Using a password manager – is it safe?

Remember the post I write on creating a cybersecurity certified password? And remember that section where I shared some tips on how to create a secure password? Well, that really work. But there is a catch. You need to do that for all the accounts you have that required a password. Scary is it? Well, today, we are going to talk about a tool that will help us to solve this problem, and whether it is safe to use those tools.

Password manager

So, what is a password manager? Simple layman term will be, software or application that allows you to store all your passwords securely. There are various version and types available, some free and some require a fee. All and all, it serves the purpose of saving your password all at one place, so you can easily access it anytime you one.

Well, when I say securely, it’s an arguable term. There are people at both side of the edge, some said it is secure, some said it is bad. And I am here today to summarize this argument.

Is it secure?

Yes, and No. It’s very interesting because it depends on what you are comparing with. Let’s look into it one by one.

Password Manager vs The Brain

Well, I think we have a clear winner, don’t we? There is basically no one best place to store your password than your own brain. As long as you can memorize the password that is created based on the Password creation guide, then yes, our brain will win this fight, without the shout of a doubt.

But here is the thing, there are just too many passwords to be remembered. And don’t forget, every single one of it must be unique and special. Every cybersecurity expert will surely against the use of the same password for a different channel. So yes, if one can remember all the passwords, then the brain is sure to win.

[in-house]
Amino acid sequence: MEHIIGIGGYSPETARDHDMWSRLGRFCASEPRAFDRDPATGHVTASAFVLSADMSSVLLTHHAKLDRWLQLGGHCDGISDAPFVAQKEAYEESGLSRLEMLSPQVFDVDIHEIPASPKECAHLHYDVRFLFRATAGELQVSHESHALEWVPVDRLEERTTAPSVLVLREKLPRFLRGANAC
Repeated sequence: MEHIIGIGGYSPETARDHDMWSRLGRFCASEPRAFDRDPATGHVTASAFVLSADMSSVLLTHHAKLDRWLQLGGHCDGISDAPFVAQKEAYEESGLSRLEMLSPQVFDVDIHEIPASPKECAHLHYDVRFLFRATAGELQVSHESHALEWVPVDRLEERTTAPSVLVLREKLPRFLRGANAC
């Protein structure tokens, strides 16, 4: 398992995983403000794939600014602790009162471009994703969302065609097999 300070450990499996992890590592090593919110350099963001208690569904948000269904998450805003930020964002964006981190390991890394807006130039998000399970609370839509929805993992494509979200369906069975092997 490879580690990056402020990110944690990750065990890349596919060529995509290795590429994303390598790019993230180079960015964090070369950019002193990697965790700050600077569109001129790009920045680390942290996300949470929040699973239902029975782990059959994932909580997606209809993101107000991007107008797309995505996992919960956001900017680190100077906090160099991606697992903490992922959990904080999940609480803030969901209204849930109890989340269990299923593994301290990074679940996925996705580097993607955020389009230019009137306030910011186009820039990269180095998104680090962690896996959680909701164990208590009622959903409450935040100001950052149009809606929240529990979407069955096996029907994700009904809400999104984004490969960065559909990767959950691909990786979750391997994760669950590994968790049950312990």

Password Manager vs Paper and Pen

Well, you see, this one is the most arguably rival. Some said that at least you write it on your paper, people that have access to it will be people near you, but if save it on the password manager, once it gets hacked, it might become a “universal password”.

Firstly, we need to get things out of the way first. Most password manager uses AES-256 key cipher (The one used by America National Security Agency (NSA) to store Top Secret Information), which is considered as the uncrackable key cipher.

So, it’s obvious that…

Although the statement of “universal Password” might be true but come to think of it, if people near you having access to your password, isn’t that more dangerous? Since they know what to look for. Plus, the paper is something that can be easily misplaced, whilst Password manager software/app can be easily downloaded. For password manager, all we need to do is remember one password and that’s it, we can have all our password saved in there.

So come to the conclusion, I will say that the Password Manager wins this round. Paper and Pen was never a good choice to store password.

So should we use the password manager?

The simple answer is yes. Although the brain is the best to store the password, a person can’t remember all passwords for all sites/platform/page. I am not saying that everyone can’t do it, but probably not many of us can. If you are thinking to use the same password across all platform then u better change them now, that’s even worse than paper and pen method. Using the same password is like using a master key for every room, and that’s a big no-no.

Final Verdict

Let’s face it, our brain got better things to remember than hundreds of password, especially when we can delegate that task to a trusted password manager. There are many more things that we need to take note on when it comes to cybersecurity, so it is best to attend the cybersecurity awareness course to learn how to protect yourself in the internet world.

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